We are in the third and final month of assessing SPoRT’s real-time version of LIS running the Noah land surface model. The assessment is being conducted at the NWS forecast offices in Huntsville, Houston, and Raleigh to determine the utility of SPoRT-LIS for monitoring drought and areal flooding potential. The past 1-2 weeks featured substantial rainfall that occurred over a large portion of the central and eastern U.S. Much of this precipitation was associated with a deep trough that progressed from the Southern Plains to the U.S. East Coast from 13-16 October. Fairly widespread rainfall amounts exceeding 5 inches occurred over portions of eastern Oklahoma, south-western Missouri, western Arkansas, and in a swath extending from southeastern Arkansas to the southern Appalachians (Fig. 1).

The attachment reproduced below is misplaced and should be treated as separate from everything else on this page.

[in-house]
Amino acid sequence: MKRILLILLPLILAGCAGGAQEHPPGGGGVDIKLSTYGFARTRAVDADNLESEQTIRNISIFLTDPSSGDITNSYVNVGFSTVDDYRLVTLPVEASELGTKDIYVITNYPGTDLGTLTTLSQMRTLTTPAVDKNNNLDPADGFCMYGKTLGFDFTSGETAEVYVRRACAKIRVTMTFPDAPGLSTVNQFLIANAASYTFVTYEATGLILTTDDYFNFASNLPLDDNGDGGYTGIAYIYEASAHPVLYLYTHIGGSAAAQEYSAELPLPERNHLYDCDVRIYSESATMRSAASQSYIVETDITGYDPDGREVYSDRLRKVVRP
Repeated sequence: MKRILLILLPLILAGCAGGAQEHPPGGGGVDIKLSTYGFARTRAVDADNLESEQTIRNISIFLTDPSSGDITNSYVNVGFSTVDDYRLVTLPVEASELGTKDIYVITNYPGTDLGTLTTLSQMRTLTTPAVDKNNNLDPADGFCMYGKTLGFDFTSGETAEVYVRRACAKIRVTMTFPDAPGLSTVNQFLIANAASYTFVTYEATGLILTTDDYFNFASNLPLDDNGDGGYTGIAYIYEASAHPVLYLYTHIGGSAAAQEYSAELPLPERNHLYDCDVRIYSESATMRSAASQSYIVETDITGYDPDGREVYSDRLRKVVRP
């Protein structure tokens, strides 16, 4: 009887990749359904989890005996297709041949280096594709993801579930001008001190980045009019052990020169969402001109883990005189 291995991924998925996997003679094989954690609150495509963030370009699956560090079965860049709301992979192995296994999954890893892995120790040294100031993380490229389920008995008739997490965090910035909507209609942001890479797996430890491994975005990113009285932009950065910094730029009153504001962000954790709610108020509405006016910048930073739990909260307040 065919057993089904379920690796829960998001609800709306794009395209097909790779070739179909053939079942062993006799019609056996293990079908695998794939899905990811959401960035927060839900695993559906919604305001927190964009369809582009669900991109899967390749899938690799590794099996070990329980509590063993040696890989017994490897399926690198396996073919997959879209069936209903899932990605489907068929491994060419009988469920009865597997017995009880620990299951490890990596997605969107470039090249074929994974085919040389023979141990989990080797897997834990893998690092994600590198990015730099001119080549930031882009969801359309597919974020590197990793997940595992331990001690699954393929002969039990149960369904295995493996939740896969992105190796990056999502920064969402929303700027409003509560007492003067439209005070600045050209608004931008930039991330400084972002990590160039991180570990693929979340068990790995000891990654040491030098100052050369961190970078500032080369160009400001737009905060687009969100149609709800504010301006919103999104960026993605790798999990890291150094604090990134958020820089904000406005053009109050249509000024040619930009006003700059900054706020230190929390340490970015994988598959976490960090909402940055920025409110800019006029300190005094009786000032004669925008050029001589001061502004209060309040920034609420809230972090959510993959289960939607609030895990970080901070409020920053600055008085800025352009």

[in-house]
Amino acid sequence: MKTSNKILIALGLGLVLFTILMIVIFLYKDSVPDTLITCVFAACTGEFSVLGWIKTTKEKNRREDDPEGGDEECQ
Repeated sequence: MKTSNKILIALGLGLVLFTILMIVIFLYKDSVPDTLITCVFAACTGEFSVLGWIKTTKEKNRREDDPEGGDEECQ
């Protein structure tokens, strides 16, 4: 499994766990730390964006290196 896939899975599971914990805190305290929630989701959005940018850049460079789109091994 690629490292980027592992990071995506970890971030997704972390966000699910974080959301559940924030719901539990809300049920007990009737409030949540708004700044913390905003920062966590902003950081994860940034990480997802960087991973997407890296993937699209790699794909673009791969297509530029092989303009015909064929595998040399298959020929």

One of the SPoRT-LIS fields that forecasters have found quite useful during the assessment is the one-week change in total column relative soil moisture (RSM, 0-2 m). The RSM is the ratio of the current volumetric soil moisture between the wilting and saturation points for a given soil type, with values scaling between 0% (wilting) and 100% (saturation). In response to the recent substantial rainfall over the Deep South, the LIS total column RSM increased by 8-24+% over a large area (Fig. 2) approximately corresponding to the areas that received 4 or more inches of rainfall in the past week given by the orange and red shading in Figure 1. This beneficial rainfall led to the improvement of the U.S. Drought Monitor classification by 1-2 classes over portions of Kansas, Oklahoma, Texas, extending into Alabama, Tennessee, and northern Georgia (Fig. 3). The most recent U.S. Drought Monitor product issued on 14 October (Fig. 4) shows that all drought classes have been removed over northern Alabama, Tennessee, and Kentucky.